Parrot Bay: Both an “upmarket” answer to Bacardi’s flavored repertoire and a “rum drinker’s” alternative to the diluted frivolousness of the Malibu family, Parrot Bay is working on expanding its line of fruity rum derivatives. Most drinkers agree that as a rum Parrot Bay is overpriced, but enough mid-market consumers are willing to pay a premium for this drier and more delicately-mixed option. The added flavors of this particular brand of spirit—even the sickly-sweet coconut variety—don’t linger on the tongue unpleasantly as in Malibu or certain Bacardi varieties, making for a more “mature” rum drinking experience. Half-full Parrot Bay bottles thus haunt the top shelves of hotel bars, wedding parties and other establishments where timid casual drinkers either don’t care that they’re being ripped off or aren’t paying for their drinks in the first place. Best bang for the buck: Mango. Drinkable but ultimately uninspired and strangely lacking in value, Parrot Bay is best consumed as part of a fruity cocktail.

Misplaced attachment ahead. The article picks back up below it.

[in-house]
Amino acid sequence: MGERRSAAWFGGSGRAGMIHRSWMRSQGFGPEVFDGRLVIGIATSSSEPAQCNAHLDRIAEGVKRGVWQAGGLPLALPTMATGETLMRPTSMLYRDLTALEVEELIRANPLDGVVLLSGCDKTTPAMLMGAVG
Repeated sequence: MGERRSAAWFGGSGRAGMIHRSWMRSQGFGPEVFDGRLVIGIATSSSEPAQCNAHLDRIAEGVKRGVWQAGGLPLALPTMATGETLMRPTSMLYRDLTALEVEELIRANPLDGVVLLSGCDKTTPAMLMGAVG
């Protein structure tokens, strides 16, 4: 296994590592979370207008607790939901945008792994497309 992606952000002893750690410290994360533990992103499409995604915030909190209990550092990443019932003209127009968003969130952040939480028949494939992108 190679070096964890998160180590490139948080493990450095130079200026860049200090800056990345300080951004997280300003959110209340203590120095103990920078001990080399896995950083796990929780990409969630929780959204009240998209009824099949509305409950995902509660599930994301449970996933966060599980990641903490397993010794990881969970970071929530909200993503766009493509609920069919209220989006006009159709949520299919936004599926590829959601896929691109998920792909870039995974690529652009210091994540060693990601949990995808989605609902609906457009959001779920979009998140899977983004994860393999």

Sailor Jerry’s: The black sheep scion of the spiced rum family, this under appreciated offering surpasses the more popular spiced brands in flavor, body and drinkability. Jerry has been gaining market share for the past decade; its distinctive packaging and no-advertising cachet make it a hipster favorite. It’s also the best neat rum of the widely-available spiced varieties; most regular Jerry drinkers prefer it straight or on the rocks. A word of caution, though: this rum is a bit stronger than the others and its smoothness can be deceptive. Enjoy carefully. Best bang for the buck: Sailor Jerry’s, period. It’s a bargain compared to the Captain and it tastes better too.